The type of water management system that in place will dictate which winterization techniques should be used and how long the entire process will take. One method relies on manual drainage. You can also use automated devices or compressed air equipment.

Once the water is drained out of the entire water management system, take a look at its electrical or battery-operated components. If these aren’t properly protected, frost and other cold weather elements could damage the electrical system or create a fire hazard. To learn more about winterizing irrigation systems and preparing properties for the cold weather ahead, please contact us today.

Add Rain Barrels to Your Water Management

Watering plants does not automatically mean higher water bills, if you use the right water management techniques.

Rain barrels are a great way to integrate water management into your landscaping. Rain barrels can be free-standing to catch a few inches of rainwater at a time or can be hooked to your gutter downspout to catch gallons at a time.

There are many types of rain barrels that range in price from a few dollars to hundreds of dollars. You can find a rain barrel that easily fits in your landscape or just contact us and we will help you find the perfect barrel. We would suggest a rain barrel that captures at least 40 gallons at a time. Why so big? Well, 1 inch of rainfall typically generates about 600 gallons of runoff. So, a 40-gallon rain barrel at each downspout will capture plenty of water.

The rainwater you collect is safe to water all your plants. It is free from the typical minerals and chemicals found in municipal water. You can even use it to wash your car or truck.

You can elevate the barrel so you can use a hose, or you can use a watering can and carry the water a short distance. We suggest you let us create a platform for your rain barrel that makes it seem part of your landscape. Then, you can use a hose and let gravity water your plants.

So, before your water bill is higher this summer, let us help you manage your water with rain barrels that fit great into your landscaping. Or better yet, let us landscape around your rain barrel so it won’t even be noticed.

Add Rain Sensors to Your Water Management

Are regular rains enough to keep a lawn and garden growing at an acceptable pace? Ask any landscaper, and they’ll likely tell you, “no.” The good news is showers may at least be able to improve your water management plans. The key to making it work rests with rain sensors. Widely considered to be very beneficial, they may be used with either residential or commercial irrigation systems throughout Virginia and Maryland.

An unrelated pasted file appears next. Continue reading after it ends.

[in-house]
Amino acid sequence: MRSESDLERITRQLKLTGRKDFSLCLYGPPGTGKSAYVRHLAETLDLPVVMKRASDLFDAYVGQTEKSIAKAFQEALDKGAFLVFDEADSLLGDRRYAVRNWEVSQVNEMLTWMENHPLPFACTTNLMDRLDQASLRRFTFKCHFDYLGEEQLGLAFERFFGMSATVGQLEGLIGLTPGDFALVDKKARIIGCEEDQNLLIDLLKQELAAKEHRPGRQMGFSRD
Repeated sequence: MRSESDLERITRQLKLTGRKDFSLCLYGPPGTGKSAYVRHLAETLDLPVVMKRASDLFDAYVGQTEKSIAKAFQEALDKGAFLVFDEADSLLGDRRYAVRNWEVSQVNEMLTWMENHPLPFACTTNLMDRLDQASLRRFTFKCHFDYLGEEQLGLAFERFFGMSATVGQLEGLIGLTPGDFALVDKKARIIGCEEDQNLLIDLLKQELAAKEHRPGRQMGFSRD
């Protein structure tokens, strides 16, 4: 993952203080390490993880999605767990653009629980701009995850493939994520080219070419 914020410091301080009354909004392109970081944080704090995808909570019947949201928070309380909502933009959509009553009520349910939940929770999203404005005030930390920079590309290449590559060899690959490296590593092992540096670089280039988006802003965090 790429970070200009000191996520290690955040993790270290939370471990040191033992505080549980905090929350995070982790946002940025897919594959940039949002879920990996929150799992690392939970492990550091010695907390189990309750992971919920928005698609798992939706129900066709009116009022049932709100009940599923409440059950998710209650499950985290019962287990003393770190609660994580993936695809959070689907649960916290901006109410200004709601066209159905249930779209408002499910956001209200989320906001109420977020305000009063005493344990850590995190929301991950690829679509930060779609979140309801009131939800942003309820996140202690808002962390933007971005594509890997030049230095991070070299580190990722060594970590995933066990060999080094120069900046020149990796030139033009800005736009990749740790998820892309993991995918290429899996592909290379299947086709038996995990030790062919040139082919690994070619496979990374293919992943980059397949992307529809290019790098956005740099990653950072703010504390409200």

Today’s rain sensors are typically either wireless or wired. Both contain special elements that are designed to absorb rainwater. Once the absorption level reaches a certain saturation point, the device overrides an irrigation system’s programming, thereby stopping it from turning on. When the water absorption element dries out, it kicks the water management system’s preset programming back into gear. Consequently, it helps property owners conserve water, save money, protect their plants and live in harmony with the natural environment all at the same time.

Because rain sensors are capable of conserving water, many groups offer financial incentives to those that choose to add the devices to irrigation systems. Some of the incentives are geared towards commercial property owners in Virginia or Maryland and others are just for residential homeowners. It should also be noted that there are often restrictions attached to the offers. For example, it may be necessary to purchase a particular brand of rain sensor or have it installed within a narrow time frame. Either way, the cost savings are generally substantial enough to make adhering to those guidelines worth the trouble for businesses and homeowners alike.

To speak with a rain sensor expert and learn more, contact the Chapel Valley Landscape Company’s team. Our experienced experts have been featured in design magazines and can help ensure that your property’s water management system works perfectly. We can also help estimate how much you’ll save by adding rain sensors to your properties’ irrigation systems.